To keep its memory fresh, historian of science Lisa Ruth Rand has invited reflections from five scholars, including Linda Leigh, who constructed several of Biosphere 2’s artificial ecosystems before herself becoming one of the first “biospherians.” First, NYU science studies scholar Peder Anker sketches the intellectual origins and interplanetary ambitions of the project. Later, Shawn Rosenheim of Williams College relays what he gleaned from directing the documentary “Biosphere 2.” University of Nebraska photography professor Dana Fritz tells of her time as artist-in-residence at Biosphere 2, and she shares photographs from her forthcoming collection, Terraria Gigantica: The World Under Glass. Finally, Rand offers her closing thoughts on this strange and wonderful story’s place in the history of postwar science and its meaning for our time.
The Closed World of Biosphere 2
In 1976 a series of scholars, including Ramón Margalef, James Lovelock, Lynn Margulis, and John and Nancy Todd signed a key consensus paper entitled “Ecological Considerations for Space Colonies,” which was published in the Bulletin of the Ecological Society of America. In it they argued that “the question of space colonization should be explored,” though they thought one should build a closed ecosystem on Earth before trying to build one in space. After all, “if stable and productive closed ecosystems could not be made to function on Earth they certainly would not function in orbit,” and definitely not on the moon or on Mars. Their paper became the cornerstone of what is likely the most expensive ecological experiment ever, namely the Biosphere 2 project in Oracle, Arizona.
Biosphere 2 was designed to provide a model for how humans should live within Biosphere 1 (the Earth). It was to be a fully enclosed ecosystem. The idea grew from discussions at the Synergia Ranch, a commune near Santa Fe in New Mexico, which included the architect Phil Hawes and the oil-magnate Edward P. Bass as members. They were inspired by the University of Arizona’s Environmental Research Lab, which, since 1967, had been engineering a building that would integrate energy, water, and food into one ecosystem. Hawes, the building’s principal architect, based his drawings on his 1982 outline of “Architecture for Galactic Colonies.” It represented a continuation of his previous projects in New Mexico in the 1970s which focused on applying space ecosystem principles with circulation of energy and materials within a building. Bass, the investor, believed space technology would play a key role in the future in solving the world’s ecological and social problems. His aim was to develop ecological technology to benefit energy efficiency, recycling, waste processing, sewage management, microbial composting, and other emerging solutions to the environmental problems on Earth. The development and patenting of such technologies were to provide Bass with a solid profit.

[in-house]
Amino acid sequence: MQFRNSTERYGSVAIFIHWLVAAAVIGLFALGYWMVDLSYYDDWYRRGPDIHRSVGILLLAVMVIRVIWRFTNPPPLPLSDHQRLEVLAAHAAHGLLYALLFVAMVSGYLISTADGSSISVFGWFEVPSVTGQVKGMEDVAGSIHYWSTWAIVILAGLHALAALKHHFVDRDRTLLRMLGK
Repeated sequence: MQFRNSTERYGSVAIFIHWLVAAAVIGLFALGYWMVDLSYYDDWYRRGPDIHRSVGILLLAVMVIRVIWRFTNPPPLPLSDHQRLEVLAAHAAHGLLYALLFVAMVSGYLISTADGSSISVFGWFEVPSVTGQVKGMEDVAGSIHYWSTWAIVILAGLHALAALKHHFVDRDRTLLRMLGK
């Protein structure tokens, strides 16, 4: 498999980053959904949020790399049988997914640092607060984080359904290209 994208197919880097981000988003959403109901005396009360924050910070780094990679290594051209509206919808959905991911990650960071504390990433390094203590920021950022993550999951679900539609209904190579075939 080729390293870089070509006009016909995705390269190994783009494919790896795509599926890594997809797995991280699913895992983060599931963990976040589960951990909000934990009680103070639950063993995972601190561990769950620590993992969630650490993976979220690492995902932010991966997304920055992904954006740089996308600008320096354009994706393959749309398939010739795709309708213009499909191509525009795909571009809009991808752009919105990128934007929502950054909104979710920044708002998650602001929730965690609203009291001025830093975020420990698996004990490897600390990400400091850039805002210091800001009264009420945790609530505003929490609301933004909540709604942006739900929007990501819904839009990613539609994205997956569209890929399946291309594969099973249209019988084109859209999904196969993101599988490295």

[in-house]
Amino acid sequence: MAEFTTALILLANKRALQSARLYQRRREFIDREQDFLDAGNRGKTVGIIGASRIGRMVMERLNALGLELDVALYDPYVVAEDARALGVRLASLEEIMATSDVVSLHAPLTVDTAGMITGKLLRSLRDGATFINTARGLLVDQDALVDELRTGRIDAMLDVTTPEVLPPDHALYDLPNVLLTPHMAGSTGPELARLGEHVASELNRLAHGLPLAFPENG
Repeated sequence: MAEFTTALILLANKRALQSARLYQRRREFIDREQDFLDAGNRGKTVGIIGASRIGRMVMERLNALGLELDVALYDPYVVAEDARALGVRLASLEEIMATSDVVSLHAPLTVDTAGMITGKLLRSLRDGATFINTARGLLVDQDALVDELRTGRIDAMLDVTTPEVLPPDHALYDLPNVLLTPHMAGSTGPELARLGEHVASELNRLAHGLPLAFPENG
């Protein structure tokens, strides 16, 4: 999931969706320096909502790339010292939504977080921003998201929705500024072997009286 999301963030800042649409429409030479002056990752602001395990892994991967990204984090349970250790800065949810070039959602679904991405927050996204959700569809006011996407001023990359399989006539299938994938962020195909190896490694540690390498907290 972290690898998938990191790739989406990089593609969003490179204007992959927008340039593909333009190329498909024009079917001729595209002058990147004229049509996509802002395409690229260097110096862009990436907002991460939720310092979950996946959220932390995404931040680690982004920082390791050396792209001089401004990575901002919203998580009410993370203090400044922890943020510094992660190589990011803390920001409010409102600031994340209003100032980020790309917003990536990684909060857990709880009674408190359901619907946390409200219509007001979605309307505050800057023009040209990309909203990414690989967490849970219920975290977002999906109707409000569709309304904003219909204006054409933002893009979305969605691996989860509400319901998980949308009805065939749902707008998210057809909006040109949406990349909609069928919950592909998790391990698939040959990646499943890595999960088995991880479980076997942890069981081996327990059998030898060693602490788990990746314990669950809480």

Dorion Sagan and Lynn Margulis, Biospheres: From Earth to Space (Enslow, 1989).
The scientific rationale for Biosphere 2 was to prove that the ecological colonization of space was a viable idea. The ecologists Dorion Sagan and Lynn Margulis described the scientific aims in Biospheres from Earth to Space (1989). They encouraged the reader, saying, “Imagine for a moment you are building a large ship that will travel through space,” before plunging into a detailed analysis of how the science of ecology could enable people to “live in space indefinitely without the cost of importing supplies.” Scientifically it was a question of figuring out the “carrying capacity” of a closed ecosystem with respect to how large a crew of astronauts an artificial biosphere could support. “Successfully running a new biosphere would show people what it takes to make it in our beloved old one,” they argued, pointing to the relevance of such ecological research to “astronauts” making a living onboard “Spaceship Earth.” Moreover, “to settle Mars” with new populated biospheres could provide “protection in case of nuclear war” and “curb global population growth” on Earth. Thomas Paine particularly argued that “closed ecology systems can free us from Malthusian limitations by making the Solar System our extended home.”
The aim of the Biosphere 2 was also to build a shelter in which Bass and his friends could survive in co-evolution with thousands of other species in case the eco-crisis turned Biosphere 1 into a dead planet like Mars. Scientists and designers of Biosphere 2 fashioned themselves in the image of the Biblical Noah. They believed that “Glass Ark” could secure their personal survival while at the same time rescue some of the world’s biodiversity.